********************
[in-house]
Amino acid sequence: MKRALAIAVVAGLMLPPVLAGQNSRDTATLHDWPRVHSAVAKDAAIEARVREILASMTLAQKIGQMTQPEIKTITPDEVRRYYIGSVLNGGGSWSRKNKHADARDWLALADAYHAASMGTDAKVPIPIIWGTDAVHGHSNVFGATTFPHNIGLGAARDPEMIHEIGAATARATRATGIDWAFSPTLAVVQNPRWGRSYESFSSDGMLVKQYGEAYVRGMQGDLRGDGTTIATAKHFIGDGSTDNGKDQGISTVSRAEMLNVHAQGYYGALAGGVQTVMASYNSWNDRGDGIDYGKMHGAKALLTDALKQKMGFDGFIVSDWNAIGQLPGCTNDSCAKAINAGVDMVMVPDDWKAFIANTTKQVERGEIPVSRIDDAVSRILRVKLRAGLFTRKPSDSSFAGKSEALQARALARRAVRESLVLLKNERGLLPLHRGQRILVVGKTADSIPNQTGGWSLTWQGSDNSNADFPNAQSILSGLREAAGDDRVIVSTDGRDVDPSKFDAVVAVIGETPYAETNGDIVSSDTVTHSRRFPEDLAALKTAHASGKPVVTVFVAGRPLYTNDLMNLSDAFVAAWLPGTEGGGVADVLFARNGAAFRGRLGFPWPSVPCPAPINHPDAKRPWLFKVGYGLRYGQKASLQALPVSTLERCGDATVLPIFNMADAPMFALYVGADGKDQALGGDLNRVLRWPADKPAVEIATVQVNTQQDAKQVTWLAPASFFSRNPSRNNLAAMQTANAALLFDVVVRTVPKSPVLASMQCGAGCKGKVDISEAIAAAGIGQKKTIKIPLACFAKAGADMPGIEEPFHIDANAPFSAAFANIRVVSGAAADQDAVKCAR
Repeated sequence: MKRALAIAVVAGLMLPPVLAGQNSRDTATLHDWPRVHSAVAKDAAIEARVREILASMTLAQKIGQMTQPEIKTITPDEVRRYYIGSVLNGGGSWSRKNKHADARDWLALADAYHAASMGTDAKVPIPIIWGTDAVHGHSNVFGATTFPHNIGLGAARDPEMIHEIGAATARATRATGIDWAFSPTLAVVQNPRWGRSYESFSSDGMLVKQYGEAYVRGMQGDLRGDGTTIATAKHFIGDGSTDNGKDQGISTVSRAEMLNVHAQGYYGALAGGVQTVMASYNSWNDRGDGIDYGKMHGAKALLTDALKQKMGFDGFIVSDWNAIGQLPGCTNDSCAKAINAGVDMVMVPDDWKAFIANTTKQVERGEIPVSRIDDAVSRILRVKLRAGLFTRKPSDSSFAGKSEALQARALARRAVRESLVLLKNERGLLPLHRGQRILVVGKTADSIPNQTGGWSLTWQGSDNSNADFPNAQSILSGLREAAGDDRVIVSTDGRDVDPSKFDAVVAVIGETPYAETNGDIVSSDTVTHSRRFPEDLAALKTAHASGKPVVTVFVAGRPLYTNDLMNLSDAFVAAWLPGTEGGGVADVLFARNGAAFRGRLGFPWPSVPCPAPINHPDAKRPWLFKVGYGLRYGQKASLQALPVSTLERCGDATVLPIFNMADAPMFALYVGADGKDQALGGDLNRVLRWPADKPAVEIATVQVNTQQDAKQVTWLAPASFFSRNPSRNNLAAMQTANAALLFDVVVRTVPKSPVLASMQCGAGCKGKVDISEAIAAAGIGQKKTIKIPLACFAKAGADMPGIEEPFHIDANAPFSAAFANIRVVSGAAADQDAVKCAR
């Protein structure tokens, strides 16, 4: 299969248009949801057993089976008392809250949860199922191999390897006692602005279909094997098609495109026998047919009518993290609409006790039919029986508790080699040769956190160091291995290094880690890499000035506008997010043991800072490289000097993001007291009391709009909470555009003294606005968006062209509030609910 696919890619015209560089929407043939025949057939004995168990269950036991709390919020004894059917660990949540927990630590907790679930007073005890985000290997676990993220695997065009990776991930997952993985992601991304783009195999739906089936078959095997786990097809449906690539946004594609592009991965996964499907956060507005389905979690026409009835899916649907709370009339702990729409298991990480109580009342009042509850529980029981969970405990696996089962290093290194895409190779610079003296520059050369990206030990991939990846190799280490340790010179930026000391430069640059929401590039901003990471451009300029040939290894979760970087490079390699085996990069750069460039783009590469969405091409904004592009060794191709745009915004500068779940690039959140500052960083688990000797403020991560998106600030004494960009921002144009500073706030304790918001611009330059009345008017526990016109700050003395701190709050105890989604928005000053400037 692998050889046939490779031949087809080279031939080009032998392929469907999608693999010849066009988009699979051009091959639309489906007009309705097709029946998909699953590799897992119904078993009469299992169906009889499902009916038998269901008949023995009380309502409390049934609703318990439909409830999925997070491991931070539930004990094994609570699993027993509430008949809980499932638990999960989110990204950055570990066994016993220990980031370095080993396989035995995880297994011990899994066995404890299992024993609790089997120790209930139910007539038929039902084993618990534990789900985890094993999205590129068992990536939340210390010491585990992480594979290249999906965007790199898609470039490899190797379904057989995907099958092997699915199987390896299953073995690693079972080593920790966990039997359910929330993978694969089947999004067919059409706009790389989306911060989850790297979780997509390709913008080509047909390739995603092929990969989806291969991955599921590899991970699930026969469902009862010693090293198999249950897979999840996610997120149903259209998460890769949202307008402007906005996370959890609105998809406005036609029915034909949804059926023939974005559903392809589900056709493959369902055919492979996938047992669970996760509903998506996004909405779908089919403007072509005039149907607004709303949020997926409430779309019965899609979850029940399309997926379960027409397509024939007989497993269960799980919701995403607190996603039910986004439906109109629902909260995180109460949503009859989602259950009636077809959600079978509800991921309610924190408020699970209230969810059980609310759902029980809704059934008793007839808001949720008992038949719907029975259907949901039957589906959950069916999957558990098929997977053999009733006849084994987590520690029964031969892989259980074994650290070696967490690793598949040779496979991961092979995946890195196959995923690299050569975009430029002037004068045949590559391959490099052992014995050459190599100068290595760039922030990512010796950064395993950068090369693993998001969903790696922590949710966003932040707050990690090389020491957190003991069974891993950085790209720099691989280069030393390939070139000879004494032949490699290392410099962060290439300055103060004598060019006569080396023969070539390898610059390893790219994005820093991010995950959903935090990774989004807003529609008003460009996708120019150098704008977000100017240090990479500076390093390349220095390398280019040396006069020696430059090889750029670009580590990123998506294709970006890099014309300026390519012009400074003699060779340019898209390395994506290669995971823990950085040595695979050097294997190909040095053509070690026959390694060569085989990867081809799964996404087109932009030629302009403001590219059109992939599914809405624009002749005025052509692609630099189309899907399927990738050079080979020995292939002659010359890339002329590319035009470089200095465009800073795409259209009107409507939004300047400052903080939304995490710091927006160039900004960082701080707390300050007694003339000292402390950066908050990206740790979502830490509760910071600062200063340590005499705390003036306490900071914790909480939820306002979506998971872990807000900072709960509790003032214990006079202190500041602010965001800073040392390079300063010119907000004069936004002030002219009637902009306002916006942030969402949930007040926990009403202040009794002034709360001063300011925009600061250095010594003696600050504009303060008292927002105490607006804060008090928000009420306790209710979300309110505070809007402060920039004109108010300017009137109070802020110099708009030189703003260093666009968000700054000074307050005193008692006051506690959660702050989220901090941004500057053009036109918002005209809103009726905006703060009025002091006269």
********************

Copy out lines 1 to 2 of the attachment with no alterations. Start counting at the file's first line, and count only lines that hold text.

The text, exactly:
[in-house]
Amino acid sequence: MKRALAIAVVAGLMLPPVLAGQNSRDTATLHDWPRVHSAVAKDAAIEARVREILASMTLAQKIGQMTQPEIKTITPDEVRRYYIGSVLNGGGSWSRKNKHADARDWLALADAYHAASMGTDAKVPIPIIWGTDAVHGHSNVFGATTFPHNIGLGAARDPEMIHEIGAATARATRATGIDWAFSPTLAVVQNPRWGRSYESFSSDGMLVKQYGEAYVRGMQGDLRGDGTTIATAKHFIGDGSTDNGKDQGISTVSRAEMLNVHAQGYYGALAGGVQTVMASYNSWNDRGDGIDYGKMHGAKALLTDALKQKMGFDGFIVSDWNAIGQLPGCTNDSCAKAINAGVDMVMVPDDWKAFIANTTKQVERGEIPVSRIDDAVSRILRVKLRAGLFTRKPSDSSFAGKSEALQARALARRAVRESLVLLKNERGLLPLHRGQRILVVGKTADSIPNQTGGWSLTWQGSDNSNADFPNAQSILSGLREAAGDDRVIVSTDGRDVDPSKFDAVVAVIGETPYAETNGDIVSSDTVTHSRRFPEDLAALKTAHASGKPVVTVFVAGRPLYTNDLMNLSDAFVAAWLPGTEGGGVADVLFARNGAAFRGRLGFPWPSVPCPAPINHPDAKRPWLFKVGYGLRYGQKASLQALPVSTLERCGDATVLPIFNMADAPMFALYVGADGKDQALGGDLNRVLRWPADKPAVEIATVQVNTQQDAKQVTWLAPASFFSRNPSRNNLAAMQTANAALLFDVVVRTVPKSPVLASMQCGAGCKGKVDISEAIAAAGIGQKKTIKIPLACFAKAGADMPGIEEPFHIDANAPFSAAFANIRVVSGAAADQDAVKCAR